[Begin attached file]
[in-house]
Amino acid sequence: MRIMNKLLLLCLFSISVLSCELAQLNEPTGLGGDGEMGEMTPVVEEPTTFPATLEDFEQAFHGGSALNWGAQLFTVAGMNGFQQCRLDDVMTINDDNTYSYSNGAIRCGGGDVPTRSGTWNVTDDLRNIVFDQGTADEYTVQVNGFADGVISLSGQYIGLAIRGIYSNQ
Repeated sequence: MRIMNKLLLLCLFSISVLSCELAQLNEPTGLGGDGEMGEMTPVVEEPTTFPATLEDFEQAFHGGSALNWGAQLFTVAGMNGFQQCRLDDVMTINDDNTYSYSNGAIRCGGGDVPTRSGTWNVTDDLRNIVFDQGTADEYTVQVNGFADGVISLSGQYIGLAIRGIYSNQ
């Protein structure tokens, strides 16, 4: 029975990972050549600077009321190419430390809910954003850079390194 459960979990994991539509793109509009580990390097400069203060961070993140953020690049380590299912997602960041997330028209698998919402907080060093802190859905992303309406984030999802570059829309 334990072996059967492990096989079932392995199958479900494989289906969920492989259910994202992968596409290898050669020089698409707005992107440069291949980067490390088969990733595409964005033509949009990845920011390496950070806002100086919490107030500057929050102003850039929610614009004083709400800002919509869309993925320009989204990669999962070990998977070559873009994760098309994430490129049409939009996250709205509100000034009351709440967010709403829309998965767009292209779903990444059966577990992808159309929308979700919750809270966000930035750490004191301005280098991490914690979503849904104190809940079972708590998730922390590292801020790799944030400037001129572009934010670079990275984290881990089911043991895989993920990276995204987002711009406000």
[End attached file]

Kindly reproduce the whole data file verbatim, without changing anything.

[in-house]
Amino acid sequence: MRIMNKLLLLCLFSISVLSCELAQLNEPTGLGGDGEMGEMTPVVEEPTTFPATLEDFEQAFHGGSALNWGAQLFTVAGMNGFQQCRLDDVMTINDDNTYSYSNGAIRCGGGDVPTRSGTWNVTDDLRNIVFDQGTADEYTVQVNGFADGVISLSGQYIGLAIRGIYSNQ
Repeated sequence: MRIMNKLLLLCLFSISVLSCELAQLNEPTGLGGDGEMGEMTPVVEEPTTFPATLEDFEQAFHGGSALNWGAQLFTVAGMNGFQQCRLDDVMTINDDNTYSYSNGAIRCGGGDVPTRSGTWNVTDDLRNIVFDQGTADEYTVQVNGFADGVISLSGQYIGLAIRGIYSNQ
């Protein structure tokens, strides 16, 4: 029975990972050549600077009321190419430390809910954003850079390194 459960979990994991539509793109509009580990390097400069203060961070993140953020690049380590299912997602960041997330028209698998919402907080060093802190859905992303309406984030999802570059829309 334990072996059967492990096989079932392995199958479900494989289906969920492989259910994202992968596409290898050669020089698409707005992107440069291949980067490390088969990733595409964005033509949009990845920011390496950070806002100086919490107030500057929050102003850039929610614009004083709400800002919509869309993925320009989204990669999962070990998977070559873009994760098309994430490129049409939009996250709205509100000034009351709440967010709403829309998965767009292209779903990444059966577990992808159309929308979700919750809270966000930035750490004191301005280098991490914690979503849904104190809940079972708590998730922390590292801020790799944030400037001129572009934010670079990275984290881990089911043991895989993920990276995204987002711009406000």